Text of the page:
A meta-analysis and transmission disequilibrium study of association between the dopamine D3 receptor gene and schizophrenia [published erratum appears in Mol Psychiatry 1998 Sept;3:458]

University of Milan, Milano, Lombardy, Italy
Molecular Psychiatry (Impact Factor: 14.5). 04/1998; 3(2):141-9. DOI: 10.1038/
Source: PubMed


We performed a meta-analysis of over 30 case-control studies of association between schizophrenia and a bi-allelic, Bali polymorphism in exon 1 of the dopamine D3 receptor gene. We observed a significant excess of both forms of homozygote in patients (P = 0.0009, odds ratio (OR) = 1.21, 95% Confidence Interval (CI) = 1.07-1.35) in the combined sample of 5351 individuals. No significant heterogeneity was detected between samples and the effects did not appear to be the product of publishing bias. In addition we undertook an independent, family-based association study of this polymorphism in 57 parent/proband trios, taken from unrelated European multiplex families segregating schizophrenia. A transmission disequilibrium test (TDT) showed a significant excess of homozygotes in schizophrenic patients (P = 0.004, odds ratio (OR) = 2.7, 95% CI = 1.35-5.86). Although no significant allelic association was observed, a significant association was detected with the 1-1 genotype alone (P = 0.02, OR = 2.32, 95% CI = 1.13-4.99). In addition when the results of the family-based association study were included in the meta-analysis, the homozygosity effect increased in significance (P = 0.0002, OR = 1.23, 95% CI = 1.09-1.38). The results of the meta-analysis and family-based association study provide independent support for a relationship between schizophrenia and homozygosity at the Bali polymorphism of the D3 receptor gene, or between a locus in linkage disequilibrium with it.

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    • "Therefore, DRD3 is considered a promising functional and positional candidate gene for SZ. One of the most extensively investigated polymorphisms within this gene is the single nucleotide polymorphism (SNP) rs6280 (Ser9Gly) in exon 2, resulting in a serine (Ser) to glycine (Gly) substitution at codon 9. Some studies suggested an association of the Ser allele [Ishiguro et al., 2000], the Gly allele [Kennedy et al., 1995], or homozygotes of both types [Crocq et al., 1992; Williams et al., 1998] with SZ. However, other studies failed to detect a positive association for this marker, in agreement with two recent Grant sponsor: National Natural Science Foundation of China; Grant numbers: 30570430, 81000583, 81000578; Grant sponsor: Tsinghua Yu- Yuan Medical Sciences Fund; Grant number: 20240000518. "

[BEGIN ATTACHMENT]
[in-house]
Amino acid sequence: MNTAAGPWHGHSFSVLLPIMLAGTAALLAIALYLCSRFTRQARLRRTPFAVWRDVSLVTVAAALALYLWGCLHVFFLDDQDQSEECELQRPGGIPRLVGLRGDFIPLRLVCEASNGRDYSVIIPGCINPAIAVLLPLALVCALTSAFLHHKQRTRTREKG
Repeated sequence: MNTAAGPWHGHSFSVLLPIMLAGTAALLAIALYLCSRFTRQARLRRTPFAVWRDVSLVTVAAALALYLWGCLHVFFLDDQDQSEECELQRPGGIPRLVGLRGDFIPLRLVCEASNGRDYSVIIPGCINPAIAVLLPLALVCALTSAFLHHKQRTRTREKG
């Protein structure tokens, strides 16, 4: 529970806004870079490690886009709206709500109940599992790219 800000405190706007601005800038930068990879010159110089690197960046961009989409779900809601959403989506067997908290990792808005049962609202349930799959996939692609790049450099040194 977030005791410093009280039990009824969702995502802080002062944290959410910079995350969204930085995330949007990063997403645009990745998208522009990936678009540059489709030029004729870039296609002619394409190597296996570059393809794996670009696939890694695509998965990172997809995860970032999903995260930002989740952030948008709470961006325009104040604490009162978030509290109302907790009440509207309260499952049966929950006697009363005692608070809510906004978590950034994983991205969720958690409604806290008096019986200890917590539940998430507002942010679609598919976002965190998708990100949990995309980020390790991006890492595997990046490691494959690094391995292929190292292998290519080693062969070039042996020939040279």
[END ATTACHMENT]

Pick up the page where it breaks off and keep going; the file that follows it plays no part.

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    ABSTRACT: The dopamine D3 receptor has been implicated in the pathophysiology of schizophrenia (SZ). A glycine-to-serine polymorphism at codon 9 of the dopamine D3 receptor gene (DRD3), rs6280, has been widely studied for its association with SZ, but with conflicting results. Altered levels of DRD3 mRNA have also been reported in SZ compared with normal controls. Moreover, it has been suggested that DRD3 is subject to recent positive selection in European populations. To explore the potential role of DRD3 in SZ from these various aspects, we conducted a threefold study. First, we tested the genetic association of rs6280 with SZ in 685 SZ patients and 768 normal controls. Second, we examined DRD3 mRNA levels in peripheral leukocytes in a subset of 37 patients and 37 controls. Finally, we investigated the possible recent positive selection on DRD3 in an East Asian population. Consequently, we observed that the genotypic distribution of rs6280 was nominally associated with SZ (P = 0.045), with the ancestral CC genotype being significantly over-represented in SZ patients. DRD3 mRNA levels were significantly lower in patients than in controls (P = 5.91E-5). The derived C-allele of rs6280 might have been subject to recent positive selection (P < 0.001) in the East Asian population. Taken together, our results suggest that DRD3, a gene possibly under natural selection, might be involved in vulnerability to SZ in the Han Chinese population. These findings may further add to the body of data implicating DRD3 as a schizophrenia risk gene.
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    • "All five have an extracellular amino terminus, seven transmembrane domains and an intracellular carboxyl terminus. Abnormalities in dopamine neurotransmission are implicated in the aetiology of neurological and psychiatric disorders including schizophrenia (Williams et al. 1998) and Parkinson's disease (Oliveri et al. 2000). "
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